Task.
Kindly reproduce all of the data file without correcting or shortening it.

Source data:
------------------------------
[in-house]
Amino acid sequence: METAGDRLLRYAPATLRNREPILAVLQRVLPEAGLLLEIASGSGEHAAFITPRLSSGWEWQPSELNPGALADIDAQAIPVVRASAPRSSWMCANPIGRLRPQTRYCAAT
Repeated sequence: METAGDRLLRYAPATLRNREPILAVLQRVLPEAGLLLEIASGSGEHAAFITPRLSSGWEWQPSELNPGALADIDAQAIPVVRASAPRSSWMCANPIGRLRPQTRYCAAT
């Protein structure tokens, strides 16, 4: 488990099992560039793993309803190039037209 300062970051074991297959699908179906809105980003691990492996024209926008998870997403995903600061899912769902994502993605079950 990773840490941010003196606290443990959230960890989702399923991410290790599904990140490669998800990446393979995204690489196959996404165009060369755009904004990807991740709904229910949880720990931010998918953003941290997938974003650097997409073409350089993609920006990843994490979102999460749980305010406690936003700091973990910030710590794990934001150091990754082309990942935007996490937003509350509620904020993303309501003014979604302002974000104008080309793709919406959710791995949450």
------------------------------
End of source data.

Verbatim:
[in-house]
Amino acid sequence: METAGDRLLRYAPATLRNREPILAVLQRVLPEAGLLLEIASGSGEHAAFITPRLSSGWEWQPSELNPGALADIDAQAIPVVRASAPRSSWMCANPIGRLRPQTRYCAAT
Repeated sequence: METAGDRLLRYAPATLRNREPILAVLQRVLPEAGLLLEIASGSGEHAAFITPRLSSGWEWQPSELNPGALADIDAQAIPVVRASAPRSSWMCANPIGRLRPQTRYCAAT
């Protein structure tokens, strides 16, 4: 488990099992560039793993309803190039037209 300062970051074991297959699908179906809105980003691990492996024209926008998870997403995903600061899912769902994502993605079950 990773840490941010003196606290443990959230960890989702399923991410290790599904990140490669998800990446393979995204690489196959996404165009060369755009904004990807991740709904229910949880720990931010998918953003941290997938974003650097997409073409350089993609920006990843994490979102999460749980305010406690936003700091973990910030710590794990934001150091990754082309990942935007996490937003509350509620904020993303309501003014979604302002974000104008080309793709919406959710791995949450």